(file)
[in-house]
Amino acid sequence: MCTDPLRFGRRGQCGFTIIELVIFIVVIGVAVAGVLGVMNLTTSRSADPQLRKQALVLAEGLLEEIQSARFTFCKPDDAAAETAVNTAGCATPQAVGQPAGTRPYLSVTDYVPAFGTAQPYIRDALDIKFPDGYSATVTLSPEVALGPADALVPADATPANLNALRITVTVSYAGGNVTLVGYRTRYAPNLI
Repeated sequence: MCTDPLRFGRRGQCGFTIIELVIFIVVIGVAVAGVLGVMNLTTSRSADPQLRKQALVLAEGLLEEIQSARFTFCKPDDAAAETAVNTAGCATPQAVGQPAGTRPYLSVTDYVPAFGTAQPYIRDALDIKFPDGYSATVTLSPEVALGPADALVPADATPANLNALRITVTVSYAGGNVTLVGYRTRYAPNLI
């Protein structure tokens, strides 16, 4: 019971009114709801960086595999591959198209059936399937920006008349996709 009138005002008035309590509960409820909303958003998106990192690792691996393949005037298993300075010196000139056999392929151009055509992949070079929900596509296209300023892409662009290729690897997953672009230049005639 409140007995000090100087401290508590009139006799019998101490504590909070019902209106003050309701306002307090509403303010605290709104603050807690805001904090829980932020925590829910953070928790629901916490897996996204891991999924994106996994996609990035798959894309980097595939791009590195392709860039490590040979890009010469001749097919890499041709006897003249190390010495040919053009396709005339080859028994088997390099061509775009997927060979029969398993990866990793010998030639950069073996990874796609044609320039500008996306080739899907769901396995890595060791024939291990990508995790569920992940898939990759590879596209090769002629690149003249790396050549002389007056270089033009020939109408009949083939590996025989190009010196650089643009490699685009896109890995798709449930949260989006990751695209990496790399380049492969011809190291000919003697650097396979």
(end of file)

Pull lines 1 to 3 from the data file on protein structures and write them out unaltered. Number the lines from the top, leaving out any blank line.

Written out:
[in-house]
Amino acid sequence: MCTDPLRFGRRGQCGFTIIELVIFIVVIGVAVAGVLGVMNLTTSRSADPQLRKQALVLAEGLLEEIQSARFTFCKPDDAAAETAVNTAGCATPQAVGQPAGTRPYLSVTDYVPAFGTAQPYIRDALDIKFPDGYSATVTLSPEVALGPADALVPADATPANLNALRITVTVSYAGGNVTLVGYRTRYAPNLI
Repeated sequence: MCTDPLRFGRRGQCGFTIIELVIFIVVIGVAVAGVLGVMNLTTSRSADPQLRKQALVLAEGLLEEIQSARFTFCKPDDAAAETAVNTAGCATPQAVGQPAGTRPYLSVTDYVPAFGTAQPYIRDALDIKFPDGYSATVTLSPEVALGPADALVPADATPANLNALRITVTVSYAGGNVTLVGYRTRYAPNLI